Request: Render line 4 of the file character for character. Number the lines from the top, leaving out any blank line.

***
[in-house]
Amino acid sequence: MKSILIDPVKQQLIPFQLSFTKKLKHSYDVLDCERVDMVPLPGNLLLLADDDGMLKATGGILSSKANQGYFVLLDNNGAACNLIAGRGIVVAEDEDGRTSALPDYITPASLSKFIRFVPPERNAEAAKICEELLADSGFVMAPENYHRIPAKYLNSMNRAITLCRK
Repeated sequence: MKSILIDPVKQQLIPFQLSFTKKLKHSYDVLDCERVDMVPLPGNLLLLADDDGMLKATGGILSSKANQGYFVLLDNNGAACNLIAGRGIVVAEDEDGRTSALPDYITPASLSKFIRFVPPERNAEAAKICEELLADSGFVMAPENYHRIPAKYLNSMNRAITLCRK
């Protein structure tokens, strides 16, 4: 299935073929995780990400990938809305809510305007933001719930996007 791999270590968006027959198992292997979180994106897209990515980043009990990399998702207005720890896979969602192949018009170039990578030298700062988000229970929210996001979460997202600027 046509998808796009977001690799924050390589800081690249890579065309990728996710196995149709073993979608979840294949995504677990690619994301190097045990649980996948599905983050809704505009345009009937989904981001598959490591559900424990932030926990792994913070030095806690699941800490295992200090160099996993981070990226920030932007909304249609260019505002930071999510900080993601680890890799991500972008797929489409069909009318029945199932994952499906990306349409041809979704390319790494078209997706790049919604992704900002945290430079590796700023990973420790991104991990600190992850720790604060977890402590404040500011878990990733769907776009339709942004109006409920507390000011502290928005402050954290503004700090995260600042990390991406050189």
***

């Protein structure tokens, strides 16, 4: 299935073929995780990400990938809305809510305007933001719930996007 791999270590968006027959198992292997979180994106897209990515980043009990990399998702207005720890896979969602192949018009170039990578030298700062988000229970929210996001979460997202600027 046509998808796009977001690799924050390589800081690249890579065309990728996710196995149709073993979608979840294949995504677990690619994301190097045990649980996948599905983050809704505009345009009937989904981001598959490591559900424990932030926990792994913070030095806690699941800490295992200090160099996993981070990226920030932007909304249609260019505002930071999510900080993601680890890799991500972008797929489409069909009318029945199932994952499906990306349409041809979704390319790494078209997706790049919604992704900002945290430079590796700023990973420790991104991990600190992850720790604060977890402590404040500011878990990733769907776009339709942004109006409920507390000011502290928005402050954290503004700090995260600042990390991406050189």